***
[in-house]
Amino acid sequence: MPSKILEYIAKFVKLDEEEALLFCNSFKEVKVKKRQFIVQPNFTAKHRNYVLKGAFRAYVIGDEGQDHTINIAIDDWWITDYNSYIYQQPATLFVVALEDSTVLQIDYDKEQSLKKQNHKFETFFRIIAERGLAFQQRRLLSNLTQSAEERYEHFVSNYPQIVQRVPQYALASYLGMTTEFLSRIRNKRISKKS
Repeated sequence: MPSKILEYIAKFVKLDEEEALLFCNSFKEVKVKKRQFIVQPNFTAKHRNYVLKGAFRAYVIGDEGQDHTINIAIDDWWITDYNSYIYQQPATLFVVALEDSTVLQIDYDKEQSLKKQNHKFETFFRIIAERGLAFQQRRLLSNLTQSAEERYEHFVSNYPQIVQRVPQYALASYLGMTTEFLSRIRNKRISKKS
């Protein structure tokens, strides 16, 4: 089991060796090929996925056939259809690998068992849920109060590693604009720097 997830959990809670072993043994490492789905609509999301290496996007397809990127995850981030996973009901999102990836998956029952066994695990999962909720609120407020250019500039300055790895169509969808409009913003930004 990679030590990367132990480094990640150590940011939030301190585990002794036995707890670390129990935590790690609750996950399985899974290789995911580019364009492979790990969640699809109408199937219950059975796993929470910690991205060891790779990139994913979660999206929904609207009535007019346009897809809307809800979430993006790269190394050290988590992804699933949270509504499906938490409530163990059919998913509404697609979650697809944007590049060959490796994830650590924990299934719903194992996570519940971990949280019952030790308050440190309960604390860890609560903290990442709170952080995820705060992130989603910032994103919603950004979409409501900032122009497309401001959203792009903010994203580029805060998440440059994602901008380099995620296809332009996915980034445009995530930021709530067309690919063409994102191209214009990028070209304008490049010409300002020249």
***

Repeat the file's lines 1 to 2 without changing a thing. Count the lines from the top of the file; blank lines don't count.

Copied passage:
[in-house]
Amino acid sequence: MPSKILEYIAKFVKLDEEEALLFCNSFKEVKVKKRQFIVQPNFTAKHRNYVLKGAFRAYVIGDEGQDHTINIAIDDWWITDYNSYIYQQPATLFVVALEDSTVLQIDYDKEQSLKKQNHKFETFFRIIAERGLAFQQRRLLSNLTQSAEERYEHFVSNYPQIVQRVPQYALASYLGMTTEFLSRIRNKRISKKS